-Kim Vicente, “The Human Factor

Rajio wrote:

why do we have to do everything with lights nowadays?

C. French wrote:

The toilets on Amtrak’s sleeper cars are each
equipped with a light above the “hole”. If memory serves me correctly, the light indicates three
possible states: Off (toilet ready for use); On
(toilet flushing); Flashing (toilet has broken).
Reasonably simple (assuming the lightbulb hasn’t
burned out). Having had to deal with “ghost
toilets”, other designers might want to consider
this option.

Re Aiming points: How many men remember urinals
with the “dartboard”-style inset in the bottom?
Now imagine rigging something like this to an
actual scoreboard — folks in line behind one can
see just how well one has been aiming…. >:)

“We Aim To Please — So You Aim Too, Please.”

Alan wrote:

So this is the type of discussion we get when OK/Cancel is bought out…

Just kidding! Interesting article! :-)

uurf wrote:

Luckily there’s ongoing research in this field.

Moi wrote:

You’re taking the piss, right?

User Centered wrote:

OK/Cancel on handling your business

Clearly, even the design of something as deceivingly simple as a urinal can have a myriad of issues to consider and design around.If [URL= …

BobG wrote:

Both genders can appreciate the autoflush toilet. I hate it when it flushes while I am still taking a messenger bag off my shoulder and positioning carry-on luggage so I can actually sit down.

At Chicago’s O’Hare airport they have a scary automated seat cover applier thingy.

stephanie wrote:

Public restrooms have come along way since the 50’s that is for sure. I went into one the other day and everything wasmotion sensored right down to the paper despencer you use to dry your hands.

Greg wrote:

As ever- we Brits are somewhat behind the game on IA. It’s a sort of benign dictatorship combined with supplier-driven engineering solution rather than user-focused consumerist democracy.

A British urinal typical flushes whenever it likes. With an average load, with all modules functioning correctly, this is fine.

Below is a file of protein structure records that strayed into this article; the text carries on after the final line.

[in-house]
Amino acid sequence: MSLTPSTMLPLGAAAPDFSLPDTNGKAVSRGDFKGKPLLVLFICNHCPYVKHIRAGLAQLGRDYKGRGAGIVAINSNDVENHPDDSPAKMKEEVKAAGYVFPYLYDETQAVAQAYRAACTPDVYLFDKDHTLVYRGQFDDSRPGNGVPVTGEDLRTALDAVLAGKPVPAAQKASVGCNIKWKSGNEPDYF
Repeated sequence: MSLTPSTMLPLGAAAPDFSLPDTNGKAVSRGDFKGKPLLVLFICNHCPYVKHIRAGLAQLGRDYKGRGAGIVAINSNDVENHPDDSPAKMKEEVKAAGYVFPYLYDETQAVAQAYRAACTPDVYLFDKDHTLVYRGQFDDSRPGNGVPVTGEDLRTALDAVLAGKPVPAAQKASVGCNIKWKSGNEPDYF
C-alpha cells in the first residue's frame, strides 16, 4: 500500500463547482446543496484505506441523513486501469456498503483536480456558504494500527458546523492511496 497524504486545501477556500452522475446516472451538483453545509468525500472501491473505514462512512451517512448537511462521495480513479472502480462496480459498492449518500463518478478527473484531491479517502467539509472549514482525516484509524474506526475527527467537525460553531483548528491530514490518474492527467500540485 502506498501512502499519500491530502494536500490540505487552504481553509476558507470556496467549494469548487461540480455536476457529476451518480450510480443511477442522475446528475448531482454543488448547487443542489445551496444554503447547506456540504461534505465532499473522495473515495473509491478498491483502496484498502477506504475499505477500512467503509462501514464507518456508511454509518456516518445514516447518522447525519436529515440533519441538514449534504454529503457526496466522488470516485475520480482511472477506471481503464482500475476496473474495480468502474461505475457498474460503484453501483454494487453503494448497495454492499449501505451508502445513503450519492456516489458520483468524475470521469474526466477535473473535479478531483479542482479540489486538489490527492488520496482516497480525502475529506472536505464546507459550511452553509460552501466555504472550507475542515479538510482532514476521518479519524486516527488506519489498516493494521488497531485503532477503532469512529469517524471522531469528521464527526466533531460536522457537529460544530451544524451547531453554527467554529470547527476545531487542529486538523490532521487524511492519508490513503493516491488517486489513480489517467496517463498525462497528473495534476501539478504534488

However - when load is low, there’s a significant redundancy (waste water). When load is high, there is significant usabvility failure- they stink.

Worst is when the waste water module malfunctions and the thing becomes blocked. Every minute or ten it’ll automatically flood whatever is in the bowl across the floor. A denial of service attack is trivial (tissue or chewing gum thrown in).

Macka wrote:

G’day, I’m from Oz and what we have in one of the fancy loo’s down here is a slot where you can put your camera card in and download an image of someone you’d like to shit on - the image is placed on the bottom of the bowl somehow - and when you flush the image dissapears. Wish life was that easy!

Frank wrote:

Wow, this stuff is cool

fervor wrote:

Someone is making the fly stickers so that everywhere can be just like amsterdam. I like peeing on things…

Dick wrote:

in reference to C. French wrote: 8 Apr 2006

If the light is OFF when the toilet is ready to use… how do you see where it is?

Moi wrote:

How usable is a toilet when you have the feeling that everyone is staring at you?

Gucci Outlets wrote:

many thanks for discussing the information..

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OK/Cancel is a comic strip collaboration co-written and co-illustrated by Kevin Cheng and Tom Chi. Our subject matter focuses on interfaces, good and bad and the people behind the industry of building interfaces - usability specialists, interaction designers, human-computer interaction (HCI) experts, industrial designers, etc. (Who Links Here) ?